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I am learning about WS-Security and trying to compare different options offered by UsernameToken as described in this document.

AFAIK, a digested password is a hash of the plain text password along with a nonce and a date. This prevent replay attacks and the need to send the plaintext password :

Password_Digest = Base64 ( SHA-1 ( nonce + created + password ) )

According to the document what will be send is something like this :

<wsse:Security>
    <wsse:UsernameToken>
        <wsse:Username>NNK</wsse:Username>
        <wsse:Password Type="#PasswordDigest">weYI3nXd8LjMNVksCKFV8t3rgHh3Rw==</wsse:Password>
        <wsse:Nonce>WScqanjCEAC4mQoBE07sAQ==</wsse:Nonce>
        <wsu:Created>2003-07-16T01:24:32Z</wsu:Created>
    </wsse:UsernameToken>
</wsse:Security>

What I don't understand is this part (page 6) :

Passwords of type PasswordDigest are defined as being the Base64 [XML-Schema] encoded, SHA-1 hash value, of the UTF8 encoded password (or equivalent). However, unless this digested password is sent on a secured channel or the token is encrypted, the digest offers no real additional security over use of wsse:PasswordText.

AFAIK If some attacker is able to catch the password digest the only thing he can do to find the password is to brute force it (to try all possibilities until it match the hash). To me it seems much secure than sending the plain text password. I must be missing something.

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Brute-forcing a single round of SHA1 is extremely fast. An individual high-end graphics card can compute billions of such hashes per second; by parallelizing it even further (using multiple cards, cloud services, or custom hardware) the rate can be driven to even greater orders of magnitude. While the nonce and timestamp prevent building a rainbow table, modern hash cracking is so fast that it scarcely matters anymore. The slowest part, by far, of creating a rainbow table or any other persistent hash lookup table is simply the time to write it to storage.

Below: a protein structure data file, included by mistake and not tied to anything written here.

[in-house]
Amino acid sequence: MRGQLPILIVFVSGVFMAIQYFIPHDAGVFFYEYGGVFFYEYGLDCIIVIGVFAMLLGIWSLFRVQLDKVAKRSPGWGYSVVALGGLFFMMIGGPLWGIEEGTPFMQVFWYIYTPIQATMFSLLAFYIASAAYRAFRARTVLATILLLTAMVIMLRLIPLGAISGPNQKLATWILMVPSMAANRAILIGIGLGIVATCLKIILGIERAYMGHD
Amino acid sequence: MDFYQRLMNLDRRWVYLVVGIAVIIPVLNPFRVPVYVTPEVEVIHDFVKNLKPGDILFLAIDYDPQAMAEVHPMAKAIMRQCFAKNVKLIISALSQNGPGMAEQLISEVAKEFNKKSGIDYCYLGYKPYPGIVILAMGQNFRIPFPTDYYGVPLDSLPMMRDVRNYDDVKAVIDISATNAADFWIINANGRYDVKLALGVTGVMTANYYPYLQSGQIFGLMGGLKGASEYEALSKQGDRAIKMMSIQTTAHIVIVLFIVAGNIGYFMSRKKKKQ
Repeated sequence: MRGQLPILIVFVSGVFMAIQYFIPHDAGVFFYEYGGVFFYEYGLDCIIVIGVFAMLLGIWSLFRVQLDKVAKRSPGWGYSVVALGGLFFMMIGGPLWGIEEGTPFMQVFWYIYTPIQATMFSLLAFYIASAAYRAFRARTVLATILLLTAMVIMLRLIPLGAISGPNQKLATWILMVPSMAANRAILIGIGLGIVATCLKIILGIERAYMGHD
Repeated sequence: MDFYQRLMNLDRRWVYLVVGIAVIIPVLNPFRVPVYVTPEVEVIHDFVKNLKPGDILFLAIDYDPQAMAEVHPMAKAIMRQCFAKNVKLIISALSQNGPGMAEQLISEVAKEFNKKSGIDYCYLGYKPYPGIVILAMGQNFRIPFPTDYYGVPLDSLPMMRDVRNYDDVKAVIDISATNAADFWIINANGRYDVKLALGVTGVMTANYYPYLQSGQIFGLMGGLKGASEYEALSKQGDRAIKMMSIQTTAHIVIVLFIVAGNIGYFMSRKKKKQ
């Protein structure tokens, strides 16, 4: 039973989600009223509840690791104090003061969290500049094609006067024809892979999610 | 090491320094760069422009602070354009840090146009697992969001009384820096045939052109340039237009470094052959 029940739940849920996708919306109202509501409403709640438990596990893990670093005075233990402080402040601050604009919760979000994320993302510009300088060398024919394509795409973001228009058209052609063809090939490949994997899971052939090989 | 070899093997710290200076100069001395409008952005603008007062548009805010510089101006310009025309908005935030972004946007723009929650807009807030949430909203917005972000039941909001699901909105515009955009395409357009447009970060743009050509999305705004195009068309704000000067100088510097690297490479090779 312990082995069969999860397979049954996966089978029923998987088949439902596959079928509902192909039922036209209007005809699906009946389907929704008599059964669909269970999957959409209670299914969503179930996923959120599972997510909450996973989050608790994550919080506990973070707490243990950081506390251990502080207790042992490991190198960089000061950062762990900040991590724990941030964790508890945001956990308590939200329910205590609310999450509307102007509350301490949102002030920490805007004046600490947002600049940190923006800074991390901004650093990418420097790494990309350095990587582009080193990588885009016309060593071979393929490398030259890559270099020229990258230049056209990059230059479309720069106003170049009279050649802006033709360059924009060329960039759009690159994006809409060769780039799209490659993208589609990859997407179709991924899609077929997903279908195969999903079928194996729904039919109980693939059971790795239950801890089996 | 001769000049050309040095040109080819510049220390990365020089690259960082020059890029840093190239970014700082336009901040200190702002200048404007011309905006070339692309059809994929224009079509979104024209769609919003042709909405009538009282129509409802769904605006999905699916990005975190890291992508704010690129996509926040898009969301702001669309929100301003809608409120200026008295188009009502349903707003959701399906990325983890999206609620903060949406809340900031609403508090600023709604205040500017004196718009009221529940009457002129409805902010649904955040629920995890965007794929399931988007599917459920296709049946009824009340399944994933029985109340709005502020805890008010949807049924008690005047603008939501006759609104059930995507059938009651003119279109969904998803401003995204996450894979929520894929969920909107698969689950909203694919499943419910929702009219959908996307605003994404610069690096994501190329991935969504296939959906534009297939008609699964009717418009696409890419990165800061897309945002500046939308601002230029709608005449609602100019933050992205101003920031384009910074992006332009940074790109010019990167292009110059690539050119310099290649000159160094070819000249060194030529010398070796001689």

Digest auth can hide your password, but doesn't protect the data itself. Without encryption, an attacker can read all data passing in both directions. Without integrity checks, an attacker can tamper with the messages, even to the extent of completely replacing your requests or the server's responses. Additionally, if you haven't authenticated the server in some way (typically, this is done during a TLS handshake by the server providing a trusted certificate and proving it has the corresponding private key, but it could also be done using a password of some sort) then you don't even know if you're communicating with the server you think you are; an attacker might have spoofed your DNS or ARP, or compromised some node along your path, etc.

This scheme means the server must store the passwords in plain text or under reversible encryption, because it cannot apply further hashing to the password part alone (in order to match the hashing used before storing in the database). Client-side hashing like this can protect the password itself from a network attacker, but only be exposing every password in the system if the server / its auth database gets compromised.

If sites A and B both use this protocol, and the attacker wants to get into your account on A but A uses a secure channel (such as HTTPS) and B does not, then the attacker can attempt the following:

  1. Obtain a man-in-the-middle position between you and B.
  2. Attempt to access A (via its secure channel), receiving an auth challenge with a nonce in it.
  3. Spoofing your communication with B to present the nonce that the attacker got from A.
  4. Your client hashes your password using this nonce (which is actually for A, not B), and the attacker intercepts your UsernameToken.
  5. Attacker replays your token to A, along with the request that the attacker wants to make in your name. Because the token was constructed using the nonce for A, A accepts it. Because the token contains no information about what service its intended for use with, neither the server nor the victim realize that the they crafted a token for a different site (although the victim might think something's up when B rejects the token... but the attacker can suppress any awkward response messages.)

This type of attack - passing the hash intended for one server to a different one, and thus accessing the other server using the victim's account - is a very common way to compromise any system that relies on client-side hashing (even with a server-supplied salt/nonce) when the same password is used in multiple places.

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